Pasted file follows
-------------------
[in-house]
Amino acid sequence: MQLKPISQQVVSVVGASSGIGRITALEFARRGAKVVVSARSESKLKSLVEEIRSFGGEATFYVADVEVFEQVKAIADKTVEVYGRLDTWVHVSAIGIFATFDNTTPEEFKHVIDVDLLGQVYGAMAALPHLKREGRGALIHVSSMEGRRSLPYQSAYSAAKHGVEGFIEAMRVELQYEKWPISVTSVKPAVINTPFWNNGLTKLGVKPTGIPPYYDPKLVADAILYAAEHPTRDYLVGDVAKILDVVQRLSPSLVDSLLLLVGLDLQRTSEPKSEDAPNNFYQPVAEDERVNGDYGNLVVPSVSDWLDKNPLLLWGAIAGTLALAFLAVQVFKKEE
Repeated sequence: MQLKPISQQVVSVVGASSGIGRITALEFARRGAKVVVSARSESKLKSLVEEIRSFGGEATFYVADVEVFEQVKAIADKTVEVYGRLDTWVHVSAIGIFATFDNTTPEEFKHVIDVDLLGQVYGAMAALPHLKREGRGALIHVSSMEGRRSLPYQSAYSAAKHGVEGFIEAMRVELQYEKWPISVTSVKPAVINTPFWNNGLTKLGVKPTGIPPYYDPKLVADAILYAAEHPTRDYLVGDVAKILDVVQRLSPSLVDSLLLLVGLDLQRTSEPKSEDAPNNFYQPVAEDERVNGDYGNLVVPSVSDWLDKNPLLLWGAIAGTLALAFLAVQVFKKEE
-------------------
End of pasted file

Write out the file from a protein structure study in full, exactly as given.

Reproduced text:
[in-house]
Amino acid sequence: MQLKPISQQVVSVVGASSGIGRITALEFARRGAKVVVSARSESKLKSLVEEIRSFGGEATFYVADVEVFEQVKAIADKTVEVYGRLDTWVHVSAIGIFATFDNTTPEEFKHVIDVDLLGQVYGAMAALPHLKREGRGALIHVSSMEGRRSLPYQSAYSAAKHGVEGFIEAMRVELQYEKWPISVTSVKPAVINTPFWNNGLTKLGVKPTGIPPYYDPKLVADAILYAAEHPTRDYLVGDVAKILDVVQRLSPSLVDSLLLLVGLDLQRTSEPKSEDAPNNFYQPVAEDERVNGDYGNLVVPSVSDWLDKNPLLLWGAIAGTLALAFLAVQVFKKEE
Repeated sequence: MQLKPISQQVVSVVGASSGIGRITALEFARRGAKVVVSARSESKLKSLVEEIRSFGGEATFYVADVEVFEQVKAIADKTVEVYGRLDTWVHVSAIGIFATFDNTTPEEFKHVIDVDLLGQVYGAMAALPHLKREGRGALIHVSSMEGRRSLPYQSAYSAAKHGVEGFIEAMRVELQYEKWPISVTSVKPAVINTPFWNNGLTKLGVKPTGIPPYYDPKLVADAILYAAEHPTRDYLVGDVAKILDVVQRLSPSLVDSLLLLVGLDLQRTSEPKSEDAPNNFYQPVAEDERVNGDYGNLVVPSVSDWLDKNPLLLWGAIAGTLALAFLAVQVFKKEE